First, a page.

Patch now! Magento e-commerce sites targeted by SQLi attacks

Cybercriminals are reportedly exploiting a critical flaw in the Magento e-commerce platform only days after it was made public by the researchers who discovered it.

Scoring a 9.0 on CVSS, the bug doesn’t yet have a CVE number to identify it but Magento refers to its patching list as PRODSECBUG-2198 (the number being the important bit).

It’s an SQL injection flaw which can be exploited with no authentication or privileges, which is why for admins tending sites using Magento it’s a stop what you’re doing and patch this now situation.

That’s not difficult as the Adobe-owned Magento patched this among several dozen other security flaws as part of a security update published last week. The affected versions are:

  • Version 1 before 2.1.17
  • Version 2.2 before 2.8,
  • Version 2.3 before 3.1
  • Magento Open Source before 9.4.1
  • Magento Commerce before 14.4.1

The patch for 2198 can be installed on its own but, ideally, sites should install the whole update. From Magento’s announcement:

To protect against this vulnerability and others, you must upgrade to Magento Commerce or Open Source 2.3.1 or 2.2.8. We strongly suggest that you install these full patches as soon as you can.

Among a total of 37 flaws covering Cross-Site Request Forgery (CSRF), and Cross-Site Scripting (XSS), there’s also a serious (CVSS 9.8) Remote Code Execution (RCE) flaw identified as PRODSECBUG-2192 deserving careful attention.

Devil take the hindmost

What of the attacks on Magento sites? This part of the story began on 25 March when little-known French Pentesting company Ambionics Security (which also revealed so-called Carpe Diem bug in Apache this week) tweeted the following:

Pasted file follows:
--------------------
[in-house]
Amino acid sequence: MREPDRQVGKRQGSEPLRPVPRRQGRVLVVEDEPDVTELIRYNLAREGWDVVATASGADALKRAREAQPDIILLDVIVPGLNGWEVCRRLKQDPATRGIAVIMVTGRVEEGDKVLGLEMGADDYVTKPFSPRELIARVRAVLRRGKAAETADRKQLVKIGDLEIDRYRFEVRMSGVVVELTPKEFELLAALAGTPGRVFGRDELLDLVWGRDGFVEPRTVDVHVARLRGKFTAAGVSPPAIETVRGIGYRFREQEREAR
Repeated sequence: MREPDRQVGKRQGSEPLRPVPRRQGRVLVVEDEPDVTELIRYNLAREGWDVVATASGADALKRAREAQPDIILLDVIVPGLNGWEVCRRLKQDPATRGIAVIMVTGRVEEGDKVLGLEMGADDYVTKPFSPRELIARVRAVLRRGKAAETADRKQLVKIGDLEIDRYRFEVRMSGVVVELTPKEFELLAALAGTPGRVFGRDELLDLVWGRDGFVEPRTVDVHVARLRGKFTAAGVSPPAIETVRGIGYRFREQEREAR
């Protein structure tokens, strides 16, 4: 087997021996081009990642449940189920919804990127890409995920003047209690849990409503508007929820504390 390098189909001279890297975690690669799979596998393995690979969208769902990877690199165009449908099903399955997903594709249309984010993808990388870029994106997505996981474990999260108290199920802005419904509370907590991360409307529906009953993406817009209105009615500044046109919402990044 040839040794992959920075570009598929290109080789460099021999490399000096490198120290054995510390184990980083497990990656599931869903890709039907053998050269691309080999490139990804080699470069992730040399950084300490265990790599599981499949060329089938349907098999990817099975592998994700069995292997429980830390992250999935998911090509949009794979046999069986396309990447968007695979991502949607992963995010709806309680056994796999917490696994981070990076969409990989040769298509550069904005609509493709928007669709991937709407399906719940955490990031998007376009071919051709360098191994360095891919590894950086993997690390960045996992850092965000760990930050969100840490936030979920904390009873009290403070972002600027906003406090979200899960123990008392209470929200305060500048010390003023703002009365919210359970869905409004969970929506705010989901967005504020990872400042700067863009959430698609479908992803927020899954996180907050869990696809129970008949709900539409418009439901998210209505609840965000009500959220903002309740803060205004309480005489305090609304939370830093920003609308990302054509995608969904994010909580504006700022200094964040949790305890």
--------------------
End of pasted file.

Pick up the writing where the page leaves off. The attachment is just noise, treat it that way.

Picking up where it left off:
True to its word, on 29 March, Ambionics published a blog looking at 2198 in more detail, including that it was paid a bounty by Magento for responsibly disclosing it last November.

The blog included a GitHub link to proof-of-concept (POC) exploit code without making it clear who developed this.

On the same day, Elgentos Ecommerce CTO Pete Jaap Blaakmeer tweeted that he’d noticed attacks based on the POC for 2198:

Separately, Blaakmeer confirmed this to a journalist.

Researchers making POC code public so soon after a patch becomes available is not unheard of but it’s contentious because it puts sites under huge pressure to update.

The other way of looking at this is to say that Magento admins should simply adjust themselves to the need to apply security updates as a major priority, in a matter of hours.

It’s not as if there haven’t been warnings that Magento and other platforms are being targeted.

Last August, the MagentoCore card skimming malware was discovered on thousands of Magento sites, some of which looked as if they’d been infected for months.

More recently, a report emerged that Magento sites were being used to test leaked credit cards using zero dollar transactions to see which might be vulnerable to fraud.